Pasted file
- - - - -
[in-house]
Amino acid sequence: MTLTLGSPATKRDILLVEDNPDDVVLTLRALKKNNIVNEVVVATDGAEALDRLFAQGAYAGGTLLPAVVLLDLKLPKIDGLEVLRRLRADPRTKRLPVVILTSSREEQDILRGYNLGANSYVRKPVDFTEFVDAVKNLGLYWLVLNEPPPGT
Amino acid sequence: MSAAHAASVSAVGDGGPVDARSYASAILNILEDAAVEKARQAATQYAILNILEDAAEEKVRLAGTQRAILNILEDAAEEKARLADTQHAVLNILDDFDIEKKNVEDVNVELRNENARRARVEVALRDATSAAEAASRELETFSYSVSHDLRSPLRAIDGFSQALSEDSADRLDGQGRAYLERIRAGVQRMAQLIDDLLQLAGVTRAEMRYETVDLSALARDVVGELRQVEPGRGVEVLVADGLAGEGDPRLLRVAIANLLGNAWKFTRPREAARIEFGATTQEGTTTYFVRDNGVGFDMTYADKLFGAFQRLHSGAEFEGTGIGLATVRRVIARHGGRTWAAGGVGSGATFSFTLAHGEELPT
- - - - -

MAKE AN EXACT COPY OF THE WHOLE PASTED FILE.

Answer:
[in-house]
Amino acid sequence: MTLTLGSPATKRDILLVEDNPDDVVLTLRALKKNNIVNEVVVATDGAEALDRLFAQGAYAGGTLLPAVVLLDLKLPKIDGLEVLRRLRADPRTKRLPVVILTSSREEQDILRGYNLGANSYVRKPVDFTEFVDAVKNLGLYWLVLNEPPPGT
Amino acid sequence: MSAAHAASVSAVGDGGPVDARSYASAILNILEDAAVEKARQAATQYAILNILEDAAEEKVRLAGTQRAILNILEDAAEEKARLADTQHAVLNILDDFDIEKKNVEDVNVELRNENARRARVEVALRDATSAAEAASRELETFSYSVSHDLRSPLRAIDGFSQALSEDSADRLDGQGRAYLERIRAGVQRMAQLIDDLLQLAGVTRAEMRYETVDLSALARDVVGELRQVEPGRGVEVLVADGLAGEGDPRLLRVAIANLLGNAWKFTRPREAARIEFGATTQEGTTTYFVRDNGVGFDMTYADKLFGAFQRLHSGAEFEGTGIGLATVRRVIARHGGRTWAAGGVGSGATFSFTLAHGEELPT